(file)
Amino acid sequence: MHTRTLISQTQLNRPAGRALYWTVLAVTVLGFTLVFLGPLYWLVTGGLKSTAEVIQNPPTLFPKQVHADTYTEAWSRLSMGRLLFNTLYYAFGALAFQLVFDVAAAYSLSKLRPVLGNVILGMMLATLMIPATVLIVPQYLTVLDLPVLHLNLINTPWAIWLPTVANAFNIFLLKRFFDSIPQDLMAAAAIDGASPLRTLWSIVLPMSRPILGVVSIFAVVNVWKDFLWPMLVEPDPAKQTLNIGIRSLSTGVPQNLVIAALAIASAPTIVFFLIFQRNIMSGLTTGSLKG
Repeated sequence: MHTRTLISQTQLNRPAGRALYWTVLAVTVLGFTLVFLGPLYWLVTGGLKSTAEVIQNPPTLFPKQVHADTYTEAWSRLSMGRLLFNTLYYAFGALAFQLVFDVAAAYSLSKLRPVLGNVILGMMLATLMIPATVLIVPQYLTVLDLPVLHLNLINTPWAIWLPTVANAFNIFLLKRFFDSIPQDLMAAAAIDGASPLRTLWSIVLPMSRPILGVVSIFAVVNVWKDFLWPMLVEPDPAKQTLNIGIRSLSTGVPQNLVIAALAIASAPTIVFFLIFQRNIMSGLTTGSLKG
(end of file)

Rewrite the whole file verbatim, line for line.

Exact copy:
Amino acid sequence: MHTRTLISQTQLNRPAGRALYWTVLAVTVLGFTLVFLGPLYWLVTGGLKSTAEVIQNPPTLFPKQVHADTYTEAWSRLSMGRLLFNTLYYAFGALAFQLVFDVAAAYSLSKLRPVLGNVILGMMLATLMIPATVLIVPQYLTVLDLPVLHLNLINTPWAIWLPTVANAFNIFLLKRFFDSIPQDLMAAAAIDGASPLRTLWSIVLPMSRPILGVVSIFAVVNVWKDFLWPMLVEPDPAKQTLNIGIRSLSTGVPQNLVIAALAIASAPTIVFFLIFQRNIMSGLTTGSLKG
Repeated sequence: MHTRTLISQTQLNRPAGRALYWTVLAVTVLGFTLVFLGPLYWLVTGGLKSTAEVIQNPPTLFPKQVHADTYTEAWSRLSMGRLLFNTLYYAFGALAFQLVFDVAAAYSLSKLRPVLGNVILGMMLATLMIPATVLIVPQYLTVLDLPVLHLNLINTPWAIWLPTVANAFNIFLLKRFFDSIPQDLMAAAAIDGASPLRTLWSIVLPMSRPILGVVSIFAVVNVWKDFLWPMLVEPDPAKQTLNIGIRSLSTGVPQNLVIAALAIASAPTIVFFLIFQRNIMSGLTTGSLKG